- In both the FIRs, I am accused of infringing norms of the Indian Penal Code that are not bailable (i.e. these sections of the Indian Penal Code that permit the police to arrest me without bail) but these are inconsistent with the allegations made in the FIRs. Even if we were accused of wrongdoings, these would come under the civil law, not under the Penal Code. Penal Code sections have been quoted in the FIRs without linking the alleged actions with the Indian Penal Code norms.
- I am accused of carrying out illegal civil society related activities, while these have been regularly reported to the concerned Indian Authorities and for which I have received, in writing, required permissions and certifications. In the FIRs, I am accused by Authorities of forging documents that in fact are regular certifications provided by the competent authorities.
Kautilya Society’s Public Interest Litigation for protecting the Ganga riverfront Ghats of Varanasi took a positive turn at the hearing yesterday, 29 July 2013, as the Allahabad High Court turned down the request of the Varanasi Municipal Corporation to make permanent structures on and around the Assi Ghat. See the Allahabad High Court Order of 29 July 2013
This appeal was made to the High Court as a follow up part of a recently sanctioned Government of India project to make jetties, toilets, shelters, big bathing platforms, parks, kiosks, parking area, greening, 9 metre wide and 635 metre long promenades, as part of an ambitious riverfront development plan on and around Assi Ghat in Varanasi.
Reminding the Varanasi Municipal Corporation and the state government about the Government Order prohibiting construction along the Ganga, Justice Ashok Bhushan and Justice Arun Tandon questioned the added value and sustainability of large scale construction activity on the ghats on the Ganga riverfront Ghats in Varanasi and categorically denied all permission to build permanent structures on the ghats. The Hon’ble judges also expressed serious concern on government sanctioned plans and schemes that destroy heritage, pollute the River Ganga and completely ignore civil laws and Government Orders.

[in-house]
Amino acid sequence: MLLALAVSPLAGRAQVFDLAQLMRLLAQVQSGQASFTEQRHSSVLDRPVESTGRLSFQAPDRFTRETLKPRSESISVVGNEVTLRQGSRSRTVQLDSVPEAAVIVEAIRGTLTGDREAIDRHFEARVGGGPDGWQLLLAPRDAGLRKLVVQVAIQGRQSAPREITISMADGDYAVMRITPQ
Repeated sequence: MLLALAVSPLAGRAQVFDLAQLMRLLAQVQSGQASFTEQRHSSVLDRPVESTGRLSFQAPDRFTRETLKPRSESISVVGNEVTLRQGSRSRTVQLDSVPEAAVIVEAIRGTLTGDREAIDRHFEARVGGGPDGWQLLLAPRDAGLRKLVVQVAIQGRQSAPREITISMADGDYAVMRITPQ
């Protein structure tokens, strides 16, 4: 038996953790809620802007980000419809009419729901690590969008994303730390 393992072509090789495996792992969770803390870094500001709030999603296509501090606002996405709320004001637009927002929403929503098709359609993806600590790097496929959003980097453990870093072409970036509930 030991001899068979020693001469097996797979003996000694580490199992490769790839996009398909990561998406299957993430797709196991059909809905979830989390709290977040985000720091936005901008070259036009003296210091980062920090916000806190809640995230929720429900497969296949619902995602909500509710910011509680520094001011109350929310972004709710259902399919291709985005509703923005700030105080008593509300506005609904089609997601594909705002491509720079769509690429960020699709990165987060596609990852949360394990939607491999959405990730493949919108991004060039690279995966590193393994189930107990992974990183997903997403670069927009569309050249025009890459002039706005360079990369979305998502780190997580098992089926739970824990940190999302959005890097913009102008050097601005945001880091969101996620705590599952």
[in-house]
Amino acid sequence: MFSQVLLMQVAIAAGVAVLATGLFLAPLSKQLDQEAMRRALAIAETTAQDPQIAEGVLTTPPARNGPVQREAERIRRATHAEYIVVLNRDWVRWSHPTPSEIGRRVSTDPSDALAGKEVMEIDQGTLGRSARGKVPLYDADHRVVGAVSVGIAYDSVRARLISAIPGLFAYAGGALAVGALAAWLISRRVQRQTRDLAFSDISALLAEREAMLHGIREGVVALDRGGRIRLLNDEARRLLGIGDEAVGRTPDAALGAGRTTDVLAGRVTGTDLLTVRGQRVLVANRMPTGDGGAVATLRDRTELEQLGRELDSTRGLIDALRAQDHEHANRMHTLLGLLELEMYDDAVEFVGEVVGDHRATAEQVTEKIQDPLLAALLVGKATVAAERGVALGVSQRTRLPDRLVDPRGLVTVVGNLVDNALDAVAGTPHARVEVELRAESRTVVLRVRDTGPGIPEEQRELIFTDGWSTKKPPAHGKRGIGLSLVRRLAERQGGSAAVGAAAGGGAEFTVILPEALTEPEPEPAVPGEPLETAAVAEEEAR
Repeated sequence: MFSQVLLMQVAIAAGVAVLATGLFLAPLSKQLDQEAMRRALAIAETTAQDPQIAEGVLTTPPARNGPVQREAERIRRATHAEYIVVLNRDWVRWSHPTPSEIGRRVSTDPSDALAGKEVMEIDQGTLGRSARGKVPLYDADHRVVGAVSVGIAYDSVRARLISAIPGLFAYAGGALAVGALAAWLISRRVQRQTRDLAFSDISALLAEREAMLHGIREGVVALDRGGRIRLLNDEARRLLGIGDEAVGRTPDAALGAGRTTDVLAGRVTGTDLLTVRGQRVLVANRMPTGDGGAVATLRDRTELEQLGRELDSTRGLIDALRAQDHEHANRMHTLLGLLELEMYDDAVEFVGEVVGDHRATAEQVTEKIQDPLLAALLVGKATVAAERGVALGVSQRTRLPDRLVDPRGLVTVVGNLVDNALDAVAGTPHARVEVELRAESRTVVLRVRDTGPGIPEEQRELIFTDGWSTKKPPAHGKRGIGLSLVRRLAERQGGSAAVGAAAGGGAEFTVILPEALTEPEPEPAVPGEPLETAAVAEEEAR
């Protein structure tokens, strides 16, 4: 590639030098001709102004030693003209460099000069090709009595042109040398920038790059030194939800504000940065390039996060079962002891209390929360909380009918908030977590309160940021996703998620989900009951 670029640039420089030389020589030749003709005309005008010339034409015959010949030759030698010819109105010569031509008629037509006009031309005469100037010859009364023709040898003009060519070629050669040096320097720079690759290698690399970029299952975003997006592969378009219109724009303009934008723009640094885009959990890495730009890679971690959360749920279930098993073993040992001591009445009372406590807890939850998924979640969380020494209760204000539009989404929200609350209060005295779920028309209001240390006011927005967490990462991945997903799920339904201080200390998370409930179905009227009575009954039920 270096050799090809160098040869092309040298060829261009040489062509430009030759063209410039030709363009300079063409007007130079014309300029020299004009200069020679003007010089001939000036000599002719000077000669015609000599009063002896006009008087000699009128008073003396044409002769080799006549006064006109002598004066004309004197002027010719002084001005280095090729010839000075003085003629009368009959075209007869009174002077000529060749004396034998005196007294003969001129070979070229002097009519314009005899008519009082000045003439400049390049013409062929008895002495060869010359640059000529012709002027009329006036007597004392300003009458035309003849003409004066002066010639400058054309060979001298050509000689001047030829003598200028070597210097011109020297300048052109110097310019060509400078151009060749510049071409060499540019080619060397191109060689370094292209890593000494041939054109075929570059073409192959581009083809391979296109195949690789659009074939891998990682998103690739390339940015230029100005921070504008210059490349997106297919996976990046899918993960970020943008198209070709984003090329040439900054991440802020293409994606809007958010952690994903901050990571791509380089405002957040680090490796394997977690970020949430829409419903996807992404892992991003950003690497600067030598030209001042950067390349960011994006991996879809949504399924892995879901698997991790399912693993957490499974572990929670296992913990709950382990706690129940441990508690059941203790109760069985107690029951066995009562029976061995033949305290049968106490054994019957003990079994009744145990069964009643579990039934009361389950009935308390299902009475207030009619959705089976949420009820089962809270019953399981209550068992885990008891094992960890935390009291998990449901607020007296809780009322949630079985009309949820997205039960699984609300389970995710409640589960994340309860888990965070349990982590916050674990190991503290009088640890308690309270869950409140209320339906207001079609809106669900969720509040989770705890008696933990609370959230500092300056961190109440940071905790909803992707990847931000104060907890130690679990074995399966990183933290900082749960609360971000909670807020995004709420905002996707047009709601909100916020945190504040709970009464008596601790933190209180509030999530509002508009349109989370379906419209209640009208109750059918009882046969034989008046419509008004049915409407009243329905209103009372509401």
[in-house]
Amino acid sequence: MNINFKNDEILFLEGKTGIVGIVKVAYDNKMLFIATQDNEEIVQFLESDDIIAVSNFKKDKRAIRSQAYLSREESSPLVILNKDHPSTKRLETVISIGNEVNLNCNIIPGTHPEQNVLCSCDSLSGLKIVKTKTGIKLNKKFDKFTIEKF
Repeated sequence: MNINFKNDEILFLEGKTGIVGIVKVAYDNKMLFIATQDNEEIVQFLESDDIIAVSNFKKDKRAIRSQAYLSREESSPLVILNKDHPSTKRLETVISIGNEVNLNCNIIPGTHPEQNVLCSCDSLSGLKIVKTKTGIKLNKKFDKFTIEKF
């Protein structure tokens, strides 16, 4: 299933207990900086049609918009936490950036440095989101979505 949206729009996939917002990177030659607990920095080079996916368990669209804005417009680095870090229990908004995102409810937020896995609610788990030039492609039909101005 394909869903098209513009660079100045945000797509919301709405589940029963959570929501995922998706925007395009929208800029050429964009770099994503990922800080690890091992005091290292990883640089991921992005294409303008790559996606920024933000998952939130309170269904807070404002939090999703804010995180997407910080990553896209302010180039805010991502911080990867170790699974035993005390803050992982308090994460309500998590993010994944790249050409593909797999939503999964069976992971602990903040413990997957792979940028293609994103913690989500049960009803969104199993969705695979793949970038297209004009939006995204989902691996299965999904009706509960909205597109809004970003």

In its counter affidavit to the government’s appeal for permissions to make permanent structures on the riverfront Ghats, the Kautilya Society questioned the soundness of a development plan that followed a top-down approach and did not take into account the protection of the natural, architectural and cultural resource of this unique city of Varanasi and that promoted new construction without protecting, rehabilitating and strengthening existing structures and Ghats.
In response to an appeal by the Kautilya Society, the Hon’ble judges of the Allahabad High Court have asked the Varanasi Development Authority to speed up resolution on cases of illegal constructions that are pending in lower courts as well as to completely demolish the illegal structures that have only been partially demolished by them.
The next hearing of this Public Interest Litigation on 2 September 2013 is expected to include clarifications by the central and state governments on their ambitious plans on riverfront development.
Is the Varanasi Development Authority overdoing its duty of following the Allahabad High Court instructions to strengthen its surveillance against illegal constructions in Varanasi?
We sure are glad to know that Varanasi Development Authority (VDA) is finally taking extreme care in preventing illegal constructions on the Ganga riverfront ghat heritage zone in Varanasi.
Maybe they’ve gone a bit too far this time round, by raiding a private building just for the possession of cement bags!
And maybe they have gone against the law once again, by forcing their way in a private building without written official authorisation. Surely they did not seem to be acting in good faith by publicly condemning supposed “intentions” and by hastening to spread the news that the Kautilya Society supposedly “ran into troubles” for having “wrong intentions”.
Here are the facts for everyone to judge.
On 8th June 2013, a battalion of 5 VDA officers, including Mr. Satish Chandra Mishra, Joint Secretary of the Varanasi Development Authority (VDA), forced their way into the official premises of the Kautilya Society in Varanasi, in the absence of the building owner and without consigning to the caretaker or the staff any written documentation about who they were, what was the objective of their request to visit the building, and what was the authority they had in doing that.